by Steve Adubato, PhD
Several years ago, Baptist Hospital in Pensacola, Florida was ranked near the bottom in national surveys of patient satisfaction. The hospital had a reputation not only of employing rude physicians, but of promoting an environment that was downright unfriendly to customers.
Their well-deserved reputation for poor communication was seriously affecting the bottom line and Baptist was losing patients to other area hospitals.
Today, Baptist Hospital is considered one of the best in the nation in the areas of patient satisfaction and customer service. These people are compassionate and empathetic communicators. They really listen. Baptist's market share has increased dramatically. Its revenues are up while its costs are down. The hospital has also won several national awards for quality and customer service. How did all this happen? First off, it's about communication between those in a healthcare environment and the patients and customers they serve. It's about teams of employees at Baptist that got together in 1996 and developed a series of "small improvements" in patient relations that wound up having a huge impact on the bottom line.
While Baptist's success took place in a hospital, the lessons there are applicable in any professional environment. According to former Baptist President Quint Studer, "We had to create the type of environment where people drive by two other hospitals to get here." Consider some of the improvements made at Baptist Hospital that you might incorporate into your organization …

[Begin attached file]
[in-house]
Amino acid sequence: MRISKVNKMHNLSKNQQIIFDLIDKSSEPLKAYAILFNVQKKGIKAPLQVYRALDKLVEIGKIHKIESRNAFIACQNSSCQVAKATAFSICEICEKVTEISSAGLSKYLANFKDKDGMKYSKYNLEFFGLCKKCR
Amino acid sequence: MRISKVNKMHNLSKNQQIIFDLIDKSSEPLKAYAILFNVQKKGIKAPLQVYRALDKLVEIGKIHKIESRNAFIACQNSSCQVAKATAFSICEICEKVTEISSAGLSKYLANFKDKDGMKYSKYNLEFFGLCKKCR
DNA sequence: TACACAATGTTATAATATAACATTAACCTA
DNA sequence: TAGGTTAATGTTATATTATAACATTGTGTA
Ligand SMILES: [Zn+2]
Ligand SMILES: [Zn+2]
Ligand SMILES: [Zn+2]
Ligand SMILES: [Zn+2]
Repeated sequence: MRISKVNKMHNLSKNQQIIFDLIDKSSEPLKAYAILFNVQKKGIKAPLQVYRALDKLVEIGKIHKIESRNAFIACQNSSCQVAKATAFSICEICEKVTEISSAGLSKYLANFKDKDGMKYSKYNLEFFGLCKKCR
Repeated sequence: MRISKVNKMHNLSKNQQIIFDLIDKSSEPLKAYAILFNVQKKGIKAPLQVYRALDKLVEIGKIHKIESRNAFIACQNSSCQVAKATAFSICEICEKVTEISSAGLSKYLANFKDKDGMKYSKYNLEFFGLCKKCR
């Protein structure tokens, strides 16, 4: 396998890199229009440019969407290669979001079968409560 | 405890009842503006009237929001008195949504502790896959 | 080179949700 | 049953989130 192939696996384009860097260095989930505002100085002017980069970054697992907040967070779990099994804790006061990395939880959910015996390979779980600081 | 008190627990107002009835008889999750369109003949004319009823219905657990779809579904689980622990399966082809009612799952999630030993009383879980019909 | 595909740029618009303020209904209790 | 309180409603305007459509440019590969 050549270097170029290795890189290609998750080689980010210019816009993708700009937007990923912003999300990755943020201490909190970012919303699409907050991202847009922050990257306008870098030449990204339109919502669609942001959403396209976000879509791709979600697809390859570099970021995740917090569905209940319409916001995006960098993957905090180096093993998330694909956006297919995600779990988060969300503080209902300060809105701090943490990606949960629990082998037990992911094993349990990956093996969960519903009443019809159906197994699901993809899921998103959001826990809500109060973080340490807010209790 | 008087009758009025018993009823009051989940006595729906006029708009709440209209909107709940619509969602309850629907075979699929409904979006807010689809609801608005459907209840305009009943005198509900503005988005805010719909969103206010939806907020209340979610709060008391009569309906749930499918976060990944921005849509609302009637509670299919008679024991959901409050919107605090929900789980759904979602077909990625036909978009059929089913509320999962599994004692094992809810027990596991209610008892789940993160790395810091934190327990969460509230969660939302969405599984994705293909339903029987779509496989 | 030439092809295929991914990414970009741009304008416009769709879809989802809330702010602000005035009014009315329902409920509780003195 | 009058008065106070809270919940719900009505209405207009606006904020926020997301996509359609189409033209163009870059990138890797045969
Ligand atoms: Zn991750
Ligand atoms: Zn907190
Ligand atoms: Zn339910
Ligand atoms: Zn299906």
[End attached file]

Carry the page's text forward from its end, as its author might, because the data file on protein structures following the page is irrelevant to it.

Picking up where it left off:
Visitors arriving at Baptist are greeted by huge signs telling them where they can find "FREE VALET PARKING." What new services can you offer your customers? Easy to read signs are a good place to start and they show that you care.
All staff members, from doctors and nurses, to janitors, are trained in how best to interact and communicate with patients and their families and they are coached on their listening skills.
Every employee at the hospital is encouraged to greet others by name and smile in the process. Can you imagine the impact this has on patients? If you are going to be sick, you might as well be in a more pleasant environment. These principles would also work in an insurance company or an auto repair shop - anywhere that customers aren't dying to visit.
Janitors are also involved in patient relations. After cleaning the room, janitors are trained to say things like, "Is there anything else I can do? I have some time to help you." Patients often ask janitors to close windows, shut doors, or adjust the television. Many of these things used to be done by nurses who are now freed up to do other things. Cashiers and clerks can learn from this. The way people are greeted says a lot about a company.
These are just some of the improvements made by the patient relations teams at Baptist Hospital. All of this had a positive impact on the bottom line. Malpractice claims filed against the hospital have fallen dramatically over the past several years. The hospital's insurance premium is lower than other hospitals in the area, while its bond rating has been raised. Employee morale is a lot better, and a lot fewer people leave the hospital, thereby cutting the costs of training new employees. Sure, this is a case involving hospitals and healthcare, but it's really about treating customers with respect and dignity. It's about treating people the way you would want to be treated.
Write to me about improvements you've made in the area of customer service and the impact it has had on your organization as well as on productivity and the bottom line.